We are murderers

September 1, 2010

I was saddened by the cabinet’s recent decision to give away part of Mabira Forest to sugar cane plantation owners.  Mabira Forest is the only standing forest in central Uganda.  It is home to diverse species of birds, mammals, and insects.  A few years ago there was a huge outcry when the cabinet made the same decision.  Now that people have quiet down, they are probably hoping their recent decision would not make much of a difference because people have other things to worry about: like the primary elections.

We’re murdering other species of living organisms.  I feel ashamed on behalf of my species, who’re self-centered and care only about our progress, our short-term happiness, and our welfare.  If we cannot live in harmony with Mother Nature, then we’re also setting ourselves up closer to our extinction.  Let us look at the history of our planet.  Look at the organisms that dominated during the Paleozoic or the Mesozoic.  Trilobites and the dinosaurs became extinct.  Why wouldn’t we?

While we rape and murder our planet, I’m grateful for those who sow and plant the seeds so all species have an equal chance of survival.  Meanwhile, I’m going to stop sitting on my glutes and staying depressed and getting in touch with Trees for the Future.

Trees for the Future @ http://www.plant-trees.org/

I am the earth.  You are the earth.  The Earth is dying.  You and I are murderers.  (Ymber Delecto)


Better citizens

August 18, 2010

You take a group of people who lived in a developed western country for most of their lives and enjoyed comfortable lives with plethora of amenities. Send them to live in a developing country anywhere in the world where they learn to live a new way of life, learn to cook using local means, get around like most of their community members and eat foods they never imagined they would eat back in their home culture.

A great potential is unlocked even though every volunteer’s journey is as unique as he/she is…

We come from a melting pot of a nation. A rich tapestry of ethnicities. Different shades of color. Various socioeconomic backgrounds. Natural-born & naturalized citizens. We all came from the Old World during various waves of migration.

We may join for different reasons but we all chose to be in the host country we serve. Help in the ways we can. Share our skills and histories. Learn about the host community. Share what we learned about the host people and their communities when we return.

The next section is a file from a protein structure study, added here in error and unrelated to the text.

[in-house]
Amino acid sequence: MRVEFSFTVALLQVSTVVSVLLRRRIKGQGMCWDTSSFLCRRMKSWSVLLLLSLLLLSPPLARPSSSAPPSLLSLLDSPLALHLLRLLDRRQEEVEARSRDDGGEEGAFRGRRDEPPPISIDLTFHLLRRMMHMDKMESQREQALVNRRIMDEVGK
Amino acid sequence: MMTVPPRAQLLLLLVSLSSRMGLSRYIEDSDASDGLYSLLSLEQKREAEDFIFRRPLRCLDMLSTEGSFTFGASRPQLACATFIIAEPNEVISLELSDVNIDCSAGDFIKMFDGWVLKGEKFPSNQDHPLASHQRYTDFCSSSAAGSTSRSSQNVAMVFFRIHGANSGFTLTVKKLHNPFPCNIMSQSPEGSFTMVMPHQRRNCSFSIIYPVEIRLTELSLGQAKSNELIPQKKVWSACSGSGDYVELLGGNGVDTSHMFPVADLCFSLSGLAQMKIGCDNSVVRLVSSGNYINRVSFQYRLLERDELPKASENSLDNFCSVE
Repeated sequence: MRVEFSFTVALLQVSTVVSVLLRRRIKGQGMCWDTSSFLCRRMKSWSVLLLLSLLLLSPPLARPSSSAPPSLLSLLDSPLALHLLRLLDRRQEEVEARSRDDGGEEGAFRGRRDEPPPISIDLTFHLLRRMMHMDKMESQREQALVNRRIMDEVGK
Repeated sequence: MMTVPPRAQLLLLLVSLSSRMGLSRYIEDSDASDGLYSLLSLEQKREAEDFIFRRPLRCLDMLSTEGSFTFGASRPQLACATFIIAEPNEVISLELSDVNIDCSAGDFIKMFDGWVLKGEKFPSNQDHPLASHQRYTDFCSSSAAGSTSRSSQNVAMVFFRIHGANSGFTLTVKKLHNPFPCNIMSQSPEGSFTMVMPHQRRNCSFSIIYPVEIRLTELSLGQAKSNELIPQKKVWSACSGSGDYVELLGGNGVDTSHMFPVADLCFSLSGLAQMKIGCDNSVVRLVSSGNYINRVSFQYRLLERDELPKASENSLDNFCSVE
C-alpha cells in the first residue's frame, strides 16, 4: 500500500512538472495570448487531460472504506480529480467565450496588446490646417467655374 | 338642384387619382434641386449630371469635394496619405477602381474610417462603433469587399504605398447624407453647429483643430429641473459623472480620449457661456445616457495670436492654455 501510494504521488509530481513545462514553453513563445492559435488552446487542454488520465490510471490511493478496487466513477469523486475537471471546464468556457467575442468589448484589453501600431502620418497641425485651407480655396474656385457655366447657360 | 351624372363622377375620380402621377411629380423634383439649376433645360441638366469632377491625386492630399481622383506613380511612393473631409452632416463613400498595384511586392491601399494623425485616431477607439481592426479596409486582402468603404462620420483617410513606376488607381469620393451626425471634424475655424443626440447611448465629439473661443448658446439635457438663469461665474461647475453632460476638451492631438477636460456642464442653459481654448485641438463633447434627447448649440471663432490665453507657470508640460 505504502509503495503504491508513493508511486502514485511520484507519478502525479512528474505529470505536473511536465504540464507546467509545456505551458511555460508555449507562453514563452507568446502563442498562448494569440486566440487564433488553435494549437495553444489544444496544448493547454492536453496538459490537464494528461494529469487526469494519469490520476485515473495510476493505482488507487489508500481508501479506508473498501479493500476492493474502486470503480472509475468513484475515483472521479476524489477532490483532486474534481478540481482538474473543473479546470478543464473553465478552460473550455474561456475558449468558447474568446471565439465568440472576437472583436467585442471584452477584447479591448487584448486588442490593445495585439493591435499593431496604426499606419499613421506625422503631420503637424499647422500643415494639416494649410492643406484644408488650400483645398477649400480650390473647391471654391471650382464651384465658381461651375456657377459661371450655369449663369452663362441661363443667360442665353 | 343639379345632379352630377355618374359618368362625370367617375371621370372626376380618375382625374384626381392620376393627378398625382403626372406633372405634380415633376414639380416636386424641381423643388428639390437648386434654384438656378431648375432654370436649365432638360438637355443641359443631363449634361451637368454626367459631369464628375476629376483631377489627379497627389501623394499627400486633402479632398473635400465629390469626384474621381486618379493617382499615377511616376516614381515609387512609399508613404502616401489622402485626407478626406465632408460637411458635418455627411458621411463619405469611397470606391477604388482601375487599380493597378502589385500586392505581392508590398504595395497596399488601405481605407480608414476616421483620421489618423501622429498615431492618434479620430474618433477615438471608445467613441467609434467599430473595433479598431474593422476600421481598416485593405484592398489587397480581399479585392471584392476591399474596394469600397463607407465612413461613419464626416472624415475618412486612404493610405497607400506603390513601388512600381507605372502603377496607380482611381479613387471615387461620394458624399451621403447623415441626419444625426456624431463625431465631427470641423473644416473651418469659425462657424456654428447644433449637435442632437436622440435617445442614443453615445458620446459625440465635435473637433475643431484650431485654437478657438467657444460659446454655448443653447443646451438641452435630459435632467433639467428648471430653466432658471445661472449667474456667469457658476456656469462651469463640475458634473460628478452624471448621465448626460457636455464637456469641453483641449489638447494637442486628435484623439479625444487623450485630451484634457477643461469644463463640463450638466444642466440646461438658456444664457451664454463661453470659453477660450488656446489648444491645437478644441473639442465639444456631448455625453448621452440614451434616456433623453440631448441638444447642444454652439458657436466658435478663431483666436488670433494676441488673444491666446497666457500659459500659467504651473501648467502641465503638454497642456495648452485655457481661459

Our challenges may not be that different from what many immigrants face when they first arrive in the US. Sure, immigrants come from all walks of lives. Unskilled blue-collar workers. Professional white-collar workers. Their backgrounds are diverse; regardless of their socioeconomic status or ethnic background, they may feel isolated and alienated in their new home when they first arrive. They seek others like themselves who speak the same language, eat the familiar foods, and dress like them.

Peace Corps service may not just make us into better problem solvers, thinkers, mobilizers, and ambassadors but may also help us connect better with different groups of people back in the United States. Next time we’re in a grocery store and we run into a newly arrived immigrant who may mistake us for someone from their home, or ask us a question we can empathize with them. We were in their shoes. We know what it is like to be foreigners. Learn a new language. Adjust to different norms.

No, we don’t all have to be friends with every newcomer. We can on the other hand see the other person at a point in his/her journey which may not be too different from where we were. We can say hello in their native language, or maybe they can teach us how to greet.

We can connect with a different member of the human family in a way that makes them feel welcome. Show empathy. Become a better world ambassador. The possibilities of what the service can do are limitless. The only limiting factor is oneself. How far are we willing to go?